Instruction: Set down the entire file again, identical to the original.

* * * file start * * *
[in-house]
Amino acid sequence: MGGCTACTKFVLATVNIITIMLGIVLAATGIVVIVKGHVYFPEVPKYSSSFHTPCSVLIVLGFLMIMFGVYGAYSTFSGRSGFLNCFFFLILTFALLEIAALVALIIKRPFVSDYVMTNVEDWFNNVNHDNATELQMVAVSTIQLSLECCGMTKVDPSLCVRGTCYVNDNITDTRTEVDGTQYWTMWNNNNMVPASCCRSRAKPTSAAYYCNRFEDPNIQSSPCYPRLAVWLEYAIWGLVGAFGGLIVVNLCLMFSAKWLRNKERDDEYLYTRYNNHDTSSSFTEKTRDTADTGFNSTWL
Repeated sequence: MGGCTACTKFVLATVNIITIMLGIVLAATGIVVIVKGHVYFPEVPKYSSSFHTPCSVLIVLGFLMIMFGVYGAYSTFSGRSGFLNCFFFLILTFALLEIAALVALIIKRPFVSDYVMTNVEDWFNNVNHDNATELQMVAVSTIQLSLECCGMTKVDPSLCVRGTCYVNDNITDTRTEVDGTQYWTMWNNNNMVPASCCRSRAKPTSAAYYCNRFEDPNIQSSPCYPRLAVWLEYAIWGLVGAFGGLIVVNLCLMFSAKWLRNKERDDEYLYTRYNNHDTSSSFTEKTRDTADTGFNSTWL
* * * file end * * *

[in-house]
Amino acid sequence: MGGCTACTKFVLATVNIITIMLGIVLAATGIVVIVKGHVYFPEVPKYSSSFHTPCSVLIVLGFLMIMFGVYGAYSTFSGRSGFLNCFFFLILTFALLEIAALVALIIKRPFVSDYVMTNVEDWFNNVNHDNATELQMVAVSTIQLSLECCGMTKVDPSLCVRGTCYVNDNITDTRTEVDGTQYWTMWNNNNMVPASCCRSRAKPTSAAYYCNRFEDPNIQSSPCYPRLAVWLEYAIWGLVGAFGGLIVVNLCLMFSAKWLRNKERDDEYLYTRYNNHDTSSSFTEKTRDTADTGFNSTWL
Repeated sequence: MGGCTACTKFVLATVNIITIMLGIVLAATGIVVIVKGHVYFPEVPKYSSSFHTPCSVLIVLGFLMIMFGVYGAYSTFSGRSGFLNCFFFLILTFALLEIAALVALIIKRPFVSDYVMTNVEDWFNNVNHDNATELQMVAVSTIQLSLECCGMTKVDPSLCVRGTCYVNDNITDTRTEVDGTQYWTMWNNNNMVPASCCRSRAKPTSAAYYCNRFEDPNIQSSPCYPRLAVWLEYAIWGLVGAFGGLIVVNLCLMFSAKWLRNKERDDEYLYTRYNNHDTSSSFTEKTRDTADTGFNSTWL